I really should be writing about the amazing weekend I had (it included a bike ride in the park, a museum, the DMV, and a couple of happy hours) but instead I feel like exposing you all to something I'm calling the Duggar Phenomenon. I vaguely remember once hearing about this southern family that had a lot of children...around 14 kids. But it was only a vague memory. Then, on Friday or Saturday, Erich and I caught a little 1 hour special on the Duggar family of Arkansas.
We watched it. I was mesmorized. Then, TLC ran another special about them last night (it actually kept me up late!) which revolved around the process of them building their 7000 sq. ft. house. I think I even dreamt about them last night! I have so many unanswered questions. Do they have a large extended family too? Do their cousins like them? Since they are home-schooled, do they get extracurricular interactions with other kids, or is it only through church group? Are these kids going to grow up normal? Cuz see, the odd thing is, they really appeared to be normal on TV - both in how they interacted with each other and the way they spoke on camera. Except for their matching outfits, the obscenely large collars that the girls' dresses had, and the fact that they have 14 siblings (I think its actually 15 now) they really seemed well-adjusted, intelligent, mature, etc. But I wanted nothing more than to judge them and critcize so much of their life. Are those kids going to grow up and want nothing to do with having babies? I spent a good chunk of my time today researching their philosophies, daily life routines, and trying to figure out which religion runs their life. I think it's most likely fundamentalist Southern Baptist, but I can't tell if "fundamentalist" is just a word that people who are not like them impose on such families. It doesn't sound like a label anyone would ever voluntarily have. They also follow a particular life principle known as "Full Quiver" after the passage in the Bible that recommends having as many children to fill a quiver (gross paraphrasing). I am hereby not responsible for the feeling you have after seeing the results from googling "full quiver" and "duggar" - or even just full quiver. I haven't even reached the tip of the iceberg yet on the questions I keep thinking of. They'll probably keep me up again tonight. I was hoping this entry would be a bit purging.

On an unrelated note, and STILL not getting to the point about the fabulous weekend, look what finally arrived at work today! It's my first kitchen scale. A friend of ours asked me tonight, "um, why? i mean, why did you order that?"
Haha. Ok, well see, a lot of the recipes I pick out give ingredients in mass measurements only. And because I never really took a lab science or cooked much with my mom, I can't guesstimate ANYTHING - 5 ounces? 200 grams? 1 lb, 3 ounces? No idea. I get by looking up rough conversions on the internet and saying things like, "well, it asks for 5 ounces of x liquid. And a regular glass of water is considered to be 8 ounces. So fill a little more than half of that glass with x liquid and you'll probably be at 5 ounces." And I KNOW that most of the cooking I do probably doesn't require the precise measurements that a kitchen scale will yield, but if I'm going to fuck up a recipe, I'd like it to be from my own ignorance, shortcuts, or risk-taking. Not because I can't achieve the portions the recipe calls for.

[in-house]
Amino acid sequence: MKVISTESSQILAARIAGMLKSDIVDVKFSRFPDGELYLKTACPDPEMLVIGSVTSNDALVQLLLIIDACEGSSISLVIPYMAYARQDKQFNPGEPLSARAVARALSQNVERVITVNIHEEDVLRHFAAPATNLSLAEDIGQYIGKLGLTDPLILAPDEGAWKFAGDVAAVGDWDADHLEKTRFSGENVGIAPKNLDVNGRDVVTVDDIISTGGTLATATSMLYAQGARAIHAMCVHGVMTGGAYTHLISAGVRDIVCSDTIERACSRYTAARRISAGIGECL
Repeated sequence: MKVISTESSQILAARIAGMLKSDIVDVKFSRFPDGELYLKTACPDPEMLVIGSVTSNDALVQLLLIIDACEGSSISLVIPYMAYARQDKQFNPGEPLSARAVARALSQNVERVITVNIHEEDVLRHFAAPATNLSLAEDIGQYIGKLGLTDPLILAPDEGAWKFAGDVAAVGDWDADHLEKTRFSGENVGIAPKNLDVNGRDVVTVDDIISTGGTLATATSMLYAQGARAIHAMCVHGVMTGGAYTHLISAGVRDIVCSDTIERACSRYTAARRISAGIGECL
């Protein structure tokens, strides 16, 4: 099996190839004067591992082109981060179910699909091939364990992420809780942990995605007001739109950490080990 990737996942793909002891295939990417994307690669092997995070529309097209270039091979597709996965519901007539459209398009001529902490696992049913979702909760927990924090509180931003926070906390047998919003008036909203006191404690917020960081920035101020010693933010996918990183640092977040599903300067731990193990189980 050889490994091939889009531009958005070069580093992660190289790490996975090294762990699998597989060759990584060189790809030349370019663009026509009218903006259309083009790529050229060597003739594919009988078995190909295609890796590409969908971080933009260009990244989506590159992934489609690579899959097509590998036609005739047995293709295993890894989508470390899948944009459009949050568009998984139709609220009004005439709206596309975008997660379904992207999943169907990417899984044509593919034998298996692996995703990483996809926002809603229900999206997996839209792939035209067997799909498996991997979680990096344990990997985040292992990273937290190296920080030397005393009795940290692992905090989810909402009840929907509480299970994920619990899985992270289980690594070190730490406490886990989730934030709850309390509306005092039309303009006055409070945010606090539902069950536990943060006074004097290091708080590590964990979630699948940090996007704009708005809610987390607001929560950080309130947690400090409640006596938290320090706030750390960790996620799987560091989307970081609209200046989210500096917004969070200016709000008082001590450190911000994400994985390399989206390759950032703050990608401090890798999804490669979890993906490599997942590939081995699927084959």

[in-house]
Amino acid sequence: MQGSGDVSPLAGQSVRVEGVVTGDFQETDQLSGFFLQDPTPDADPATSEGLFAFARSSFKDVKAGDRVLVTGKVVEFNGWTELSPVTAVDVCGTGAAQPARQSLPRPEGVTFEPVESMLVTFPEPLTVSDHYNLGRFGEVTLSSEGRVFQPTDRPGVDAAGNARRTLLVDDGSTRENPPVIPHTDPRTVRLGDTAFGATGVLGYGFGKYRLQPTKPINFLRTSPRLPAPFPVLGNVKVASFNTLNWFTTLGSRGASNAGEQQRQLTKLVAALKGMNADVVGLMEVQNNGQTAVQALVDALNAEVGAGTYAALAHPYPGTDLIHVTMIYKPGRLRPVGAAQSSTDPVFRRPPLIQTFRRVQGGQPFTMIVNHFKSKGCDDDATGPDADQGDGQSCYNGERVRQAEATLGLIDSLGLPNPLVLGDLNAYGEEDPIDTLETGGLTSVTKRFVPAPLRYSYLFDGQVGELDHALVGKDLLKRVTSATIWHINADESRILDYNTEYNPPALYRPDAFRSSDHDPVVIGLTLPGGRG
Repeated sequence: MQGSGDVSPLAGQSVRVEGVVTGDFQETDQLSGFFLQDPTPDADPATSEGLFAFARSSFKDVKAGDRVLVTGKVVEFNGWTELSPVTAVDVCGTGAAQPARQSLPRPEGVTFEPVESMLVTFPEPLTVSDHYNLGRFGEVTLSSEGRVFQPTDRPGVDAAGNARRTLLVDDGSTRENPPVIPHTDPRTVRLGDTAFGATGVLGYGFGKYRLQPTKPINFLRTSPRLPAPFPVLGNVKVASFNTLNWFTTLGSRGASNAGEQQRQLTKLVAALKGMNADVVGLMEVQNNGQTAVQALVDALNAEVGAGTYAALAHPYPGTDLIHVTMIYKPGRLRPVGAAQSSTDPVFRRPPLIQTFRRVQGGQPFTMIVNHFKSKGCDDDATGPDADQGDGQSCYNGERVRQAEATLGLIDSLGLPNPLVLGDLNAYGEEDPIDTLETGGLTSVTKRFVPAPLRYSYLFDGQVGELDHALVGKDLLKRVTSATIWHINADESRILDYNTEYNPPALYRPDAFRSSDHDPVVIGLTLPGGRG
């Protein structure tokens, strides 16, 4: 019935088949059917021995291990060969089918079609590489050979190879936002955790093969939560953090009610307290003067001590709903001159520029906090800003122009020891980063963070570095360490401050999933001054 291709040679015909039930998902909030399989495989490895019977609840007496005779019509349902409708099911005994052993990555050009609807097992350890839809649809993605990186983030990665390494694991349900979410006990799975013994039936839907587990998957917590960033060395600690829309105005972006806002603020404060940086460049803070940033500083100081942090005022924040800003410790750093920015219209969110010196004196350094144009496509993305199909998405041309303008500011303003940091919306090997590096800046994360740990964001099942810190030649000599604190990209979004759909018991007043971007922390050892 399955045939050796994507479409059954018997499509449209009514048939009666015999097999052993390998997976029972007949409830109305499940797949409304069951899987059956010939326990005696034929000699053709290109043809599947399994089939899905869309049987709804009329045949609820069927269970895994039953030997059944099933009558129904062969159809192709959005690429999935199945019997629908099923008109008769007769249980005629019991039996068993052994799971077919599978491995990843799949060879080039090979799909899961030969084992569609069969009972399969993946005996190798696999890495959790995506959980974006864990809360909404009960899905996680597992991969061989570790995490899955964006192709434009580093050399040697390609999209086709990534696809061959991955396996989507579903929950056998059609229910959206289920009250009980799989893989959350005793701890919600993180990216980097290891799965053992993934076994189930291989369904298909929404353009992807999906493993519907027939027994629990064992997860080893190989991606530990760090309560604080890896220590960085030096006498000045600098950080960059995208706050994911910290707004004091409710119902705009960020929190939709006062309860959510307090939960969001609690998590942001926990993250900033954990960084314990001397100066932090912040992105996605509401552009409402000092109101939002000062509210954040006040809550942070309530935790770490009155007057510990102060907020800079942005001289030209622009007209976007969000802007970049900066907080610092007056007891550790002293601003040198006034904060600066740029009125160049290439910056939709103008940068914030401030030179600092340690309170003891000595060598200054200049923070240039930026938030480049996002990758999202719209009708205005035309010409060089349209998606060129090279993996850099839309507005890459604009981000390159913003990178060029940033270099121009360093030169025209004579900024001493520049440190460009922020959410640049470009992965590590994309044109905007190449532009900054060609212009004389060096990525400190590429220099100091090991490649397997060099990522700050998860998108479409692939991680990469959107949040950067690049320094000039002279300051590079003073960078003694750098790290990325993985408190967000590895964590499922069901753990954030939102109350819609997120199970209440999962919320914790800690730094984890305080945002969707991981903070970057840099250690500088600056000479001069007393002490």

Here are a couple snippets of the wonderfully warm weekend:

Wednesday, March 08, 2006

Hump Day (giggle smirk giggle)

I don't really have a reason for posting tonight. Other than that it's been over a week since the last posting and I'm a little paranoid that my friends will remove me from their sidebars. Truth be told, I've just been so sick of the computer in the evenings. Work has been pretty intense for a few weeks and most of it has been computer-heavy. Also (and feel free to start gagging) coming home now to my best friend is less condusive to getting in computer time. Back in Petworth, in my 1-room world, I was content to spend evenings in my computer chair eating dinner, watching TV, chatting on Trillian, blogging (ok, LJ'ing), browsing, etc. It was actually quite pathetic how much time I stared at my screen back then. Think of all the time I could have been knitting!! In my defense, a lot of it was due to wedding planning which had to be in electronic format for the most part.

A day late, here's last night's attempt at Self Portrait Tuesday. Mind you, I'm not actually participating in it, just contributing a little bit. I think Bugheart said the theme for the month was Time. Well, I didn't really consider that when I took this. So let's see if I can fake it: The writing on the mirrored wardrobe behind me shows "Energy Storage Pathways of the Human Body" from Erich's biochemistry class. He drew the diagrams last weekend....but they're still there. And he's about to enter the room (the camera was on a timer as usual). So I'm sure a more clever person could draw some philosophical parallel between his movement into the room, the static diagrams, and the act of knitting that somehow would illustrate the theme of Time. No? Too much of a stretch? I get an A for effort though.

And here's an older photo from when PassionKNITly came to visit us in DC and drop off THE AFGHAN. We romped around the capital and took many touristy photos. This was my favorite of the people-less shots.